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L. Jia, W.O. Cepurna, E.C. Johnson, J.C. Morrison; The TonoLab Rebound Tonometer Reliably Measures Intraocular Pressure (IOP) in Awake Rats . Invest. Ophthalmol. Vis. Sci. 2006;47(13):1252.
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© ARVO (1962-2015); The Authors (2016-present)
Elevated intraocular pressure (IOP) is the glaucoma risk factor most often modeled in experimentally induced glaucoma in small laboratory animals. The utility of these models is dependent on accurate determination of IOP history. By using awake animals, the dramatic and variable IOP lowering produced by anesthetics is avoided. The Tonopen has been used for this purpose, but accurate use of this instrument requires significant operator experience and subjective recognition of valid readings. The purpose of this study is to determine the applicability and accuracy of the TonoLab in determining IOP in awake rats under pertinent experimental conditions.
TonoLab accuracy was evaluated in cannulated eyes of 5 anesthetized Brown Norway rats connected to a pressure transducer by varying actual IOP from 10 to 100 mm Hg (N=5). Then awake IOP characteristics of normal eyes (without either general or topical anesthesia) were determined in (1) the light and dark phases of standard lighting conditions (N=5) and (2) low level constant light (N=39). Finally, IOP histories were collected for four weeks on awake animal eyes with experimental IOP elevation following episcleral injection of hypertonic saline (N=43). Pressures were obtained with both the TonoLab and the Tonopen to allow comparison of the two instruments.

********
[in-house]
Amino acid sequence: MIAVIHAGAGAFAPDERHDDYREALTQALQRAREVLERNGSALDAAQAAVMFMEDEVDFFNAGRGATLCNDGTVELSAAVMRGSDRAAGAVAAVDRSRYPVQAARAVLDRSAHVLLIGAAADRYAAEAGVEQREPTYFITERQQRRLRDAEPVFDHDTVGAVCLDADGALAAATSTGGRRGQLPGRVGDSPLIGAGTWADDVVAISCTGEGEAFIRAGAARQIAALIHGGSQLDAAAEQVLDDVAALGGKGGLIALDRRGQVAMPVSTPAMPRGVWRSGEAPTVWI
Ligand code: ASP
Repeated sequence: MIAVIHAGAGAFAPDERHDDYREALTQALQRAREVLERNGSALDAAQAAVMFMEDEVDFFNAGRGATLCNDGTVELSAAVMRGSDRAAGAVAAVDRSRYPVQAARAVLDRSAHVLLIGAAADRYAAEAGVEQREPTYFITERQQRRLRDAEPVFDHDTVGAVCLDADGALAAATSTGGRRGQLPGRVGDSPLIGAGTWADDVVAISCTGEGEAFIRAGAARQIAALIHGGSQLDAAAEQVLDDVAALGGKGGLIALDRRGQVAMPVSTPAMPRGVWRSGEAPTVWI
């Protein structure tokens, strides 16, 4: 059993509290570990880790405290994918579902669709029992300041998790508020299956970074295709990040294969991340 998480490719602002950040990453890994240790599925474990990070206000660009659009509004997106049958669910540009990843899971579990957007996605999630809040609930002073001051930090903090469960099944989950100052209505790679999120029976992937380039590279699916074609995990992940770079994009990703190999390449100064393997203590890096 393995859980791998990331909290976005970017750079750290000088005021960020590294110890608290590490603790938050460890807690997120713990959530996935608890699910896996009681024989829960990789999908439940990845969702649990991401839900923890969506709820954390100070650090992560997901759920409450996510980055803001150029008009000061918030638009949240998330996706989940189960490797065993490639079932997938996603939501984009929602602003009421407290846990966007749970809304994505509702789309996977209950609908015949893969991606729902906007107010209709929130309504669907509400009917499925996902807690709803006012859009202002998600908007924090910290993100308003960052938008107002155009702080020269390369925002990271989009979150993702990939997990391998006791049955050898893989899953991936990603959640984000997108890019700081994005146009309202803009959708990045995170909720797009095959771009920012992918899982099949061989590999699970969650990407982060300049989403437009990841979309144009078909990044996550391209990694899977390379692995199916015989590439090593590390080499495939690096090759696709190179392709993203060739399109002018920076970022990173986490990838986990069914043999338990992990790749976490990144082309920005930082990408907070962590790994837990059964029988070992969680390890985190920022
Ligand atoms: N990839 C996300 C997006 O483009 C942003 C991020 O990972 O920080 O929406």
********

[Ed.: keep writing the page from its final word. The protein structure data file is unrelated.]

TonoLab calibrations demonstrated a linear correlation with transducer IOP for pressures between 15 and 65 mmHg (R2=0.996, p<0.0001). However, average TonoLab readings over this range were 6.6 ± 1.0 mm Hg below actual IOP. In animals in standard lighting, a distinctly higher pressure during the dark phase (28.3 ± 2.8 mmHg ) than the light phase (14.5 ± 1.6 mmHg ) was found. In low level constant lighting, IOP was stabilized at 20.9 ± 3.3 mmHg. Finally, there was an excellent correlation between TonoLab and Tonopen mean IOP in eyes with experimentally elevated pressure (R2 = 0.89, p<0.0001).
TonoLab measurements correlate well with actual IOP, although it underestimates actual IOP by approximately 7 mmHg. This suggests that individual users must perform calibration studies to validate instrument accuracy in their hands. In awake rats, the TonoLab detected light dependent variations in IOP, similar to those previously demonstrated by Tonopen. Finally, TonoLab measurements demonstrated excellent correlation with those obtained by Tonopen in eyes with experimental IOP elevation. While both the TonoLab and Tonopen are useful for determining IOP in awake rats, we found the TonoLab easier to learn, to use and less subjective.
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